Direct Imaging of Bridged Twin Protoplanetary Disks in a Young Multiple Star

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Science  15 Jan 2010:
Vol. 327, Issue 5963, pp. 306-308
DOI: 10.1126/science.1179679

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Planetary Midwifery

Planets form from the materials left behind after a star is formed. Unlike the Sun, most stars are members of binary systems. Mayama et al. (p. 306, published online 19 November) present an infrared image of the protoplanetary disks around a young binary star system taken with the coronagraph mounted on the Subaru Telescope in Hawaii. Each individual disk is clearly visible around its star, and comparison with numerical simulations suggests that there could be gas flow from one disk to the other. The nature of this potential gas flow is important in determining where planets could form in binary systems.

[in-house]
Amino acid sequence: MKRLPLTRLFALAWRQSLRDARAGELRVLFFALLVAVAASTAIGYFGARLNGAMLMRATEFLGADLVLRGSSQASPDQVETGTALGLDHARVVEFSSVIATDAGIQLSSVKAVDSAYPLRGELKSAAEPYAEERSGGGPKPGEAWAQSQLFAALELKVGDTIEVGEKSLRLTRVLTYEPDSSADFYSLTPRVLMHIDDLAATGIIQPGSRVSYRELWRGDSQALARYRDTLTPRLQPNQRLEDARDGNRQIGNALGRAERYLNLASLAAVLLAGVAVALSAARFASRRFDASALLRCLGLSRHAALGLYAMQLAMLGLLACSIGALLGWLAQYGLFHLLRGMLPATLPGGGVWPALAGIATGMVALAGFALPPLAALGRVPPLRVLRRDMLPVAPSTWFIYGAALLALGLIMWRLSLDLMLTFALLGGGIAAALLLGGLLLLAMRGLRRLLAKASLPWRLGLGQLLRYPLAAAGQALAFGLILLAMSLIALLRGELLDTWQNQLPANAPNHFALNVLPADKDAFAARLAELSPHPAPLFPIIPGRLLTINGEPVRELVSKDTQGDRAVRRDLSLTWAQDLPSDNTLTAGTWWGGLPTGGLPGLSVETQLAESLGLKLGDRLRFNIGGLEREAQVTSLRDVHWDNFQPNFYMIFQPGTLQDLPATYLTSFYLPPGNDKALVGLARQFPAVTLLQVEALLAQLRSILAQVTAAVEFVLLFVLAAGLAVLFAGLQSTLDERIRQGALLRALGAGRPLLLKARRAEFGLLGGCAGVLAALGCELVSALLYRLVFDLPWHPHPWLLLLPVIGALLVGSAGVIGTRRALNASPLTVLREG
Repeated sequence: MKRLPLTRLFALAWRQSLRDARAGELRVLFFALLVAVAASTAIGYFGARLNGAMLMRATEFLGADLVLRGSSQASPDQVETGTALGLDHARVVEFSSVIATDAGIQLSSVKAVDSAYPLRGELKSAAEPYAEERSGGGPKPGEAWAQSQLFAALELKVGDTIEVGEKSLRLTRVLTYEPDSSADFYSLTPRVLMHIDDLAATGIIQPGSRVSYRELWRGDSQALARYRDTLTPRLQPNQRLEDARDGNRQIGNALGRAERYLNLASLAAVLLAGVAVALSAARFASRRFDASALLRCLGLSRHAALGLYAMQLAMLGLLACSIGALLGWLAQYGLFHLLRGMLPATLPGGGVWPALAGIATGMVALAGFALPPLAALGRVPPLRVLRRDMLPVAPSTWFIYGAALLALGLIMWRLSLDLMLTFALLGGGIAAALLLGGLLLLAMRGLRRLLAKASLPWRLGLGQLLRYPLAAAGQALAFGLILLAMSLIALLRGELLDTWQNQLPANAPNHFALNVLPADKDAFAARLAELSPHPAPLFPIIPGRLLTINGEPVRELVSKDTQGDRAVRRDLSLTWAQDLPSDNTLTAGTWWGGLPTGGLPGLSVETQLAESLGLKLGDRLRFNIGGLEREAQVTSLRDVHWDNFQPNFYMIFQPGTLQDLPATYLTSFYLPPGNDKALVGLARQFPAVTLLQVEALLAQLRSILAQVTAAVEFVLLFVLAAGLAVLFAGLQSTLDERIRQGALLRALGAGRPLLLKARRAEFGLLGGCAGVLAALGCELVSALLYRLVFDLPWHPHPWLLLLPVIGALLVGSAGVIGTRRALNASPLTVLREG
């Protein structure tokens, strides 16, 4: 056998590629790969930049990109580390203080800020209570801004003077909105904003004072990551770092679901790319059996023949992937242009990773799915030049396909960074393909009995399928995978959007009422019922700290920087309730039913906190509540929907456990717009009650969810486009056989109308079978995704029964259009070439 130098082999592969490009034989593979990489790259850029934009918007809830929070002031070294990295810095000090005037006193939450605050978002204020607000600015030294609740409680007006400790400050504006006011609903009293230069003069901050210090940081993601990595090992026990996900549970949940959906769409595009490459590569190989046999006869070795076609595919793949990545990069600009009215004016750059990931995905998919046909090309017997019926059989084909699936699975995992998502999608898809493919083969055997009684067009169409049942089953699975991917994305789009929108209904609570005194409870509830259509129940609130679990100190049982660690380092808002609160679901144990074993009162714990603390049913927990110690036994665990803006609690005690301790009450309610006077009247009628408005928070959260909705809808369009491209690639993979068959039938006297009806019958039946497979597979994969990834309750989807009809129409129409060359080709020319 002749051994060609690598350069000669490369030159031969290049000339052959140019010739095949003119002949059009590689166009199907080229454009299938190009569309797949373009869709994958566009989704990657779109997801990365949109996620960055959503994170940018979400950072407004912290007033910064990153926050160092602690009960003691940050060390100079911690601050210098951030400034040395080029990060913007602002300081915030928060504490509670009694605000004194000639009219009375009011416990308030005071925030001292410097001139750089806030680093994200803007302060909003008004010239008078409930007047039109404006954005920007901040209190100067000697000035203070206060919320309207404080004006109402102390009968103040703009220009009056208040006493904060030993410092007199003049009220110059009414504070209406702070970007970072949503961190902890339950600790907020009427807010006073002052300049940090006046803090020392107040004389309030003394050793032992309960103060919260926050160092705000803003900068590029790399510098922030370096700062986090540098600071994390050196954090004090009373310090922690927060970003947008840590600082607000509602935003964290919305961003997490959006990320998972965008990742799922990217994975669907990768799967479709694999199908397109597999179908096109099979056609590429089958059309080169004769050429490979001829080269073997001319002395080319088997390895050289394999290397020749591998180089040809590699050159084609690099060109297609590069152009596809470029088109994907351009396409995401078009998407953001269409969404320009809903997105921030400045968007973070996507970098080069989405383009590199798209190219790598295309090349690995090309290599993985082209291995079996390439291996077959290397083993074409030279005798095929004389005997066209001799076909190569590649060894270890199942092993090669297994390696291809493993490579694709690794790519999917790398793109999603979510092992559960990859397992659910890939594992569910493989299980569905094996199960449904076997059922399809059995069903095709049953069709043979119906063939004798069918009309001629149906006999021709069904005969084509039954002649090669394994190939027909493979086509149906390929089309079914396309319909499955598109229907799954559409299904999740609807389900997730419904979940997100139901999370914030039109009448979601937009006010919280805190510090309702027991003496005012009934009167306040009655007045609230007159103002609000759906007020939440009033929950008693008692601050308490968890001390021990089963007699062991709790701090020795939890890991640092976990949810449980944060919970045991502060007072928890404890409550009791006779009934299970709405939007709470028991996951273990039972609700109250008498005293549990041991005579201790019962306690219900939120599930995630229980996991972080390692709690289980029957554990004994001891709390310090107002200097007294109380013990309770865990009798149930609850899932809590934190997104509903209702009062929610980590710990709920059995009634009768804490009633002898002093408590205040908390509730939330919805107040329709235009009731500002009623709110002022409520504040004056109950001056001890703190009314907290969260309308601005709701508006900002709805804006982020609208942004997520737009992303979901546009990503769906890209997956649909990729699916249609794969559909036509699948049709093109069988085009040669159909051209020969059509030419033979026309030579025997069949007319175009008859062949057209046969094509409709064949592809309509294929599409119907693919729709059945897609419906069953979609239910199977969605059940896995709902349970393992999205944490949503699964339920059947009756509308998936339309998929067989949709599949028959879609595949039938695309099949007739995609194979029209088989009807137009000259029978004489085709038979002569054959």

Studies of the structure and evolution of protoplanetary disks are important for understanding star and planet formation. Here we present the direct image of an interacting binary protoplanetary system. Both circumprimary and circumsecondary disks are resolved in the near-infrared. There is a bridge of infrared emission connecting the two disks and a long spiral arm extending from the circumprimary disk. Numerical simulations show that the bridge corresponds to gas flow and a shock wave caused by the collision of gas rotating around the primary and secondary stars. Fresh material streams along the spiral arm, consistent with the theoretical scenarios in which gas is replenished from a circummultiple reservoir.

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